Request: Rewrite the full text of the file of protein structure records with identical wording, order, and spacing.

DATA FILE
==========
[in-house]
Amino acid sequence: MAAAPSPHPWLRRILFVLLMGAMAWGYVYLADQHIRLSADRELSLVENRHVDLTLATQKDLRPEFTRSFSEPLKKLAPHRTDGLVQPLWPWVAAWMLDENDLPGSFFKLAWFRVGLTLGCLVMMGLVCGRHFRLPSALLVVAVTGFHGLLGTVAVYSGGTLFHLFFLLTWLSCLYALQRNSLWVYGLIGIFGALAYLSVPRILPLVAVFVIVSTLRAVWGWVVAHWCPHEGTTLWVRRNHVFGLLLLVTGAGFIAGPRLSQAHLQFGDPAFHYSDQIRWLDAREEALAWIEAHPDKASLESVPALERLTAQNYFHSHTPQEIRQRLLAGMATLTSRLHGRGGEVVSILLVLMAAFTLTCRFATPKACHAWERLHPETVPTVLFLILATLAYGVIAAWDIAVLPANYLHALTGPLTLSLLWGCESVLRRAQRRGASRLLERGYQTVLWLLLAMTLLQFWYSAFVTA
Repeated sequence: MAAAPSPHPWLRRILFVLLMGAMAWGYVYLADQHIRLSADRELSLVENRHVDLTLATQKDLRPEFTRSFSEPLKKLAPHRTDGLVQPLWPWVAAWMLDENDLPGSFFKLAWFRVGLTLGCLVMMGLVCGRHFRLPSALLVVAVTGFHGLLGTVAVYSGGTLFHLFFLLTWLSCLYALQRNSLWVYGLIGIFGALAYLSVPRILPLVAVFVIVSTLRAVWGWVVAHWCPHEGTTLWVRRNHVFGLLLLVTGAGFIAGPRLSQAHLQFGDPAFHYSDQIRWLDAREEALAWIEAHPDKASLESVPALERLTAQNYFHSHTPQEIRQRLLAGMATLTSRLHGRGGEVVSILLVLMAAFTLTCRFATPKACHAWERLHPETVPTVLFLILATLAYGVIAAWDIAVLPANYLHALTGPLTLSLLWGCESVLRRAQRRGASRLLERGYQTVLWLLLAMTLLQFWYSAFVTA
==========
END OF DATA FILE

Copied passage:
[in-house]
Amino acid sequence: MAAAPSPHPWLRRILFVLLMGAMAWGYVYLADQHIRLSADRELSLVENRHVDLTLATQKDLRPEFTRSFSEPLKKLAPHRTDGLVQPLWPWVAAWMLDENDLPGSFFKLAWFRVGLTLGCLVMMGLVCGRHFRLPSALLVVAVTGFHGLLGTVAVYSGGTLFHLFFLLTWLSCLYALQRNSLWVYGLIGIFGALAYLSVPRILPLVAVFVIVSTLRAVWGWVVAHWCPHEGTTLWVRRNHVFGLLLLVTGAGFIAGPRLSQAHLQFGDPAFHYSDQIRWLDAREEALAWIEAHPDKASLESVPALERLTAQNYFHSHTPQEIRQRLLAGMATLTSRLHGRGGEVVSILLVLMAAFTLTCRFATPKACHAWERLHPETVPTVLFLILATLAYGVIAAWDIAVLPANYLHALTGPLTLSLLWGCESVLRRAQRRGASRLLERGYQTVLWLLLAMTLLQFWYSAFVTA
Repeated sequence: MAAAPSPHPWLRRILFVLLMGAMAWGYVYLADQHIRLSADRELSLVENRHVDLTLATQKDLRPEFTRSFSEPLKKLAPHRTDGLVQPLWPWVAAWMLDENDLPGSFFKLAWFRVGLTLGCLVMMGLVCGRHFRLPSALLVVAVTGFHGLLGTVAVYSGGTLFHLFFLLTWLSCLYALQRNSLWVYGLIGIFGALAYLSVPRILPLVAVFVIVSTLRAVWGWVVAHWCPHEGTTLWVRRNHVFGLLLLVTGAGFIAGPRLSQAHLQFGDPAFHYSDQIRWLDAREEALAWIEAHPDKASLESVPALERLTAQNYFHSHTPQEIRQRLLAGMATLTSRLHGRGGEVVSILLVLMAAFTLTCRFATPKACHAWERLHPETVPTVLFLILATLAYGVIAAWDIAVLPANYLHALTGPLTLSLLWGCESVLRRAQRRGASRLLERGYQTVLWLLLAMTLLQFWYSAFVTA